En Banc CAFC Affirms $90 Million Award Against EchoStar, Issues New Rules for Contempt Proceedings for Where a Product Is Modified Post-Injunction
April 20, 2011
The U.S. Court of Appeals for the Federal Circuit on Apr. 20 affirmed a $90 million award against based on a district court’s judgment that EchoStar Corp. violated one provision of a permanent injunction relating to TiVo Inc.’s digital video recorder technology and set forth new standards governing contempt proceedings in patent infringement cases (TiVo Inc. v. EchoStar Corp., Fed. Cir., No. 09-1374, 4/20/11).
The court was unanimous in its statement on the new contempt standards.
CAFC Affirms Noninfringement Ruling Where No Single Defendant Performed All Steps of Patented Method
April 12, 2011
The U.S. Court of Appeals for the Federal Circuit on Apr. 12 agreed that a method of facilitating communications between healthcare providers and patients was not infringed because the plaintiff was unable to show that any single party directly infringes the patent by performing all of the claimed steps (McKesson Technologies Inc. v. Epic Systems Corp., Fed. Cir., No. 2010-1291, 4/12/11).
Affirming a summary judgment of noninfringement, the court ruled that the defendant could not be liable for indirect infringement since its software customers, physicians, do not perform the step of “initiating a communication,” the first step of the claimed method, nor do they control or direct whether patients using the accused software take this initiating step.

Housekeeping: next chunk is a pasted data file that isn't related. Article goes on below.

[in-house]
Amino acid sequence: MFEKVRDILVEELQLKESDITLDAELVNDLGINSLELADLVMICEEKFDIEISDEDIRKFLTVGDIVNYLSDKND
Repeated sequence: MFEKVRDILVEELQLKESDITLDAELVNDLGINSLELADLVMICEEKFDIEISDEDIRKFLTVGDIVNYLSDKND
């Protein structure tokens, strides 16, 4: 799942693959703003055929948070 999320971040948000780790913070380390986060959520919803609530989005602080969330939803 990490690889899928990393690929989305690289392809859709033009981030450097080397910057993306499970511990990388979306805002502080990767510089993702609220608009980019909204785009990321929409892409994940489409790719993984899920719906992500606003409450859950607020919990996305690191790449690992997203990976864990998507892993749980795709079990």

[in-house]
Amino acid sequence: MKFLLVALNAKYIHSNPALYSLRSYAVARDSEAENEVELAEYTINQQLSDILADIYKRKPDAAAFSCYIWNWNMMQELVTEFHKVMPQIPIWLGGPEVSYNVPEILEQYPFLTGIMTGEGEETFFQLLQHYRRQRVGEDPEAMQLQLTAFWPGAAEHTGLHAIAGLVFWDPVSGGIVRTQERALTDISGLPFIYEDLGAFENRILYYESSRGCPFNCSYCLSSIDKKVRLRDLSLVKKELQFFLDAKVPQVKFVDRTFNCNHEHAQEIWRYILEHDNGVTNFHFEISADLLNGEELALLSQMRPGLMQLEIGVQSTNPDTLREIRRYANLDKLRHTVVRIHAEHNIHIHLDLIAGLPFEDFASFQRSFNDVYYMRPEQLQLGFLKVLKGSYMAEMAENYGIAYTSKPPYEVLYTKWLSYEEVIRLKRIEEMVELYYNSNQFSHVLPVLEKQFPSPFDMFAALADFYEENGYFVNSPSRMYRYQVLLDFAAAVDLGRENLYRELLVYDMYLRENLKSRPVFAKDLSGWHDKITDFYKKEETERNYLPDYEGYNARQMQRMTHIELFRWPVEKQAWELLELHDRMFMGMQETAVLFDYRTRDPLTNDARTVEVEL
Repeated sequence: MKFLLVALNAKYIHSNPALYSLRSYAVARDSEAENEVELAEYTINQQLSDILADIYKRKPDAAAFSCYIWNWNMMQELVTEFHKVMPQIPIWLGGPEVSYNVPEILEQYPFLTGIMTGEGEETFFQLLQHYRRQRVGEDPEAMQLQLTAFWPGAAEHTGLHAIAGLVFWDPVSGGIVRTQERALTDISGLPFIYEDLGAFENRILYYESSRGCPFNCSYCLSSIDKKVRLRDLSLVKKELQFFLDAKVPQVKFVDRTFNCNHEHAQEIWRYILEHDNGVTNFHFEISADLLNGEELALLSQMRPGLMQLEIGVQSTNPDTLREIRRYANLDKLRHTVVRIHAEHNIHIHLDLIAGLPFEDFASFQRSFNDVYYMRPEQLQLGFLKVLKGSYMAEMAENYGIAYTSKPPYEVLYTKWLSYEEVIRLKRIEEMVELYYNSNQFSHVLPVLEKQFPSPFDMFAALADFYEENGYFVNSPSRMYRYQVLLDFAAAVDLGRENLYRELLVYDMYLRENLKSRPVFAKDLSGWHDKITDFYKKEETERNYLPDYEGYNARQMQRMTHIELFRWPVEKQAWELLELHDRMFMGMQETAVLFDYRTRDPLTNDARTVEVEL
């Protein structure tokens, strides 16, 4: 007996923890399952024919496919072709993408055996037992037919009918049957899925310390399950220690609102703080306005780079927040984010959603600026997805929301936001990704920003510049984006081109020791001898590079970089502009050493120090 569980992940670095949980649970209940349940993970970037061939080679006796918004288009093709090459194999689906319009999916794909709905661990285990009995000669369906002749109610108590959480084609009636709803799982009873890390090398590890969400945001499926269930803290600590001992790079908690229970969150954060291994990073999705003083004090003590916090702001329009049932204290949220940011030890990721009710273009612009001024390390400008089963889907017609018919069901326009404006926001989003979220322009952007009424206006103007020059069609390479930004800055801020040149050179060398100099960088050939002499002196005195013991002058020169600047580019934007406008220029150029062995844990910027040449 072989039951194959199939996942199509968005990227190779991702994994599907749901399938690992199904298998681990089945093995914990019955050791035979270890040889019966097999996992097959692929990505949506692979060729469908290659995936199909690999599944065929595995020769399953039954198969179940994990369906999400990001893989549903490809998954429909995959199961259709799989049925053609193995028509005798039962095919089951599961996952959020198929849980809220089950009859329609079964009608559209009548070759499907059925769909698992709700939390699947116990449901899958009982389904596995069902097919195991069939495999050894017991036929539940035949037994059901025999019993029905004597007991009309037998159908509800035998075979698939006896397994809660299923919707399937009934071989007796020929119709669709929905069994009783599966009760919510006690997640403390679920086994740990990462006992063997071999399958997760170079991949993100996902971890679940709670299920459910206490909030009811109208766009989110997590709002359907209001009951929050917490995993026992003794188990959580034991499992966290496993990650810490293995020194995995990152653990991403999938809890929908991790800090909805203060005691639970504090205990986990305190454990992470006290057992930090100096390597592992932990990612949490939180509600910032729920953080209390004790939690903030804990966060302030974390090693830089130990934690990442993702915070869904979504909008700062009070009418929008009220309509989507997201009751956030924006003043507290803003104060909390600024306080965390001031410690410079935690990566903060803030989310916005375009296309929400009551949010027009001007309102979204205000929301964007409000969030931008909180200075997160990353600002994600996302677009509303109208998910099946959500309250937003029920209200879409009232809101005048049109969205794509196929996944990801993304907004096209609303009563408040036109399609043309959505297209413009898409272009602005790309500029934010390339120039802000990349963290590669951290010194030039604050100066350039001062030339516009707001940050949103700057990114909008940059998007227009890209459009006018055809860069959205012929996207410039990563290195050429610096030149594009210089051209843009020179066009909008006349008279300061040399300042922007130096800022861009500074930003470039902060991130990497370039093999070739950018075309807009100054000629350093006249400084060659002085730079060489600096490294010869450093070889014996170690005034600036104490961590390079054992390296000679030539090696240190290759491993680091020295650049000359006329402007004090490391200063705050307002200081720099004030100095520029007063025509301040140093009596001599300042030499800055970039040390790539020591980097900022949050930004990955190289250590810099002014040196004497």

CAFC Reverses Ruling That Beverage Can Patents Did Not Satisfy Written Description Requirement
April 1, 2011
The U.S. Court of Appeals for the Federal Circuit on Apr. 1 reversed a summary judgment that patents related to ways of saving metal when seaming beverage can bodies and ends failed to meet the Patent Act’s written description requirement, Crown Packaging Technology Inc. v. Ball Metal Beverage Container Corp., Fed. Cir., No. 2010-1020, 4/1/11).
District Court Finds Patents Invalid on Written Description and Anticipation Grounds.
Judge Chin Rejects Google Book Settlement With Authors, Publishers
March 22, 2011
Judge Denny Chin of the U.S. District Court for the Southern District of New York on Mar. 22 rejected a proposed agreement to settle class action copyright infringement suits against Google Inc. over its program to scan millions of books for online searching (Authors Guild v. Google Inc., S.D.N.Y., No. 05-CV-8136 (DC), 3/22/11).
As to the ultimate question of whether the proposed deal to settle suits brought against Google by authors and publishers is fair, adequate, and reasonable for purposes of Rule 23(e) of the Federal Rules of Civil Procedure, “I conclude that it is not,” Chin wrote. He said that this settlement raises issues “more suited for Congress than this Court,” particularly because it “would release claims well beyond those contemplated by the pleadings,” and may even violate antitrust law, international law, and Section 201(e) of the Copyright Act.
After Google’s Copying, the Parties Reach a Settlement.
U.S. Senate Passes Patent Reform Bill
March 8, 2011